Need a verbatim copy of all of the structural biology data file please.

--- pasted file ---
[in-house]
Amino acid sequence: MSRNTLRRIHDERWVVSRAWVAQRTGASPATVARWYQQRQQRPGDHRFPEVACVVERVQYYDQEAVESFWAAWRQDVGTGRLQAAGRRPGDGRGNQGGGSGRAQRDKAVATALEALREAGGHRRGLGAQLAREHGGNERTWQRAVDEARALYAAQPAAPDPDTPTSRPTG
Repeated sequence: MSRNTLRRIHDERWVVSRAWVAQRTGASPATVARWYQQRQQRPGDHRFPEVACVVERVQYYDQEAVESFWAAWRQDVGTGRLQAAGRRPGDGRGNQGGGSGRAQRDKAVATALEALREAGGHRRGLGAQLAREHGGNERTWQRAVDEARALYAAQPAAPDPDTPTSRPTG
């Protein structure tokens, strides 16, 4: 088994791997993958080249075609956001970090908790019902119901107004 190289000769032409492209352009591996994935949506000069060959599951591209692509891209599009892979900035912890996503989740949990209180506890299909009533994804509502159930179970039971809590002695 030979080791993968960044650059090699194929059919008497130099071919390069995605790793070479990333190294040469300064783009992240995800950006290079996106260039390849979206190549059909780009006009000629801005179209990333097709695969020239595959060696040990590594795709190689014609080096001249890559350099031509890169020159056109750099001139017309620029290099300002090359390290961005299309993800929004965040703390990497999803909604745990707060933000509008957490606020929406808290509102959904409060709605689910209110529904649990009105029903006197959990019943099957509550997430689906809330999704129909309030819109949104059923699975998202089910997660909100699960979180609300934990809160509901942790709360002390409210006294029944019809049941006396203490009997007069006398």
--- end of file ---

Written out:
[in-house]
Amino acid sequence: MSRNTLRRIHDERWVVSRAWVAQRTGASPATVARWYQQRQQRPGDHRFPEVACVVERVQYYDQEAVESFWAAWRQDVGTGRLQAAGRRPGDGRGNQGGGSGRAQRDKAVATALEALREAGGHRRGLGAQLAREHGGNERTWQRAVDEARALYAAQPAAPDPDTPTSRPTG
Repeated sequence: MSRNTLRRIHDERWVVSRAWVAQRTGASPATVARWYQQRQQRPGDHRFPEVACVVERVQYYDQEAVESFWAAWRQDVGTGRLQAAGRRPGDGRGNQGGGSGRAQRDKAVATALEALREAGGHRRGLGAQLAREHGGNERTWQRAVDEARALYAAQPAAPDPDTPTSRPTG
């Protein structure tokens, strides 16, 4: 088994791997993958080249075609956001970090908790019902119901107004 190289000769032409492209352009591996994935949506000069060959599951591209692509891209599009892979900035912890996503989740949990209180506890299909009533994804509502159930179970039971809590002695 030979080791993968960044650059090699194929059919008497130099071919390069995605790793070479990333190294040469300064783009992240995800950006290079996106260039390849979206190549059909780009006009000629801005179209990333097709695969020239595959060696040990590594795709190689014609080096001249890559350099031509890169020159056109750099001139017309620029290099300002090359390290961005299309993800929004965040703390990497999803909604745990707060933000509008957490606020929406808290509102959904409060709605689910209110529904649990009105029903006197959990019943099957509550997430689906809330999704129909309030819109949104059923699975998202089910997660909100699960979180609300934990809160509901942790709360002390409210006294029944019809049941006396203490009997007069006398």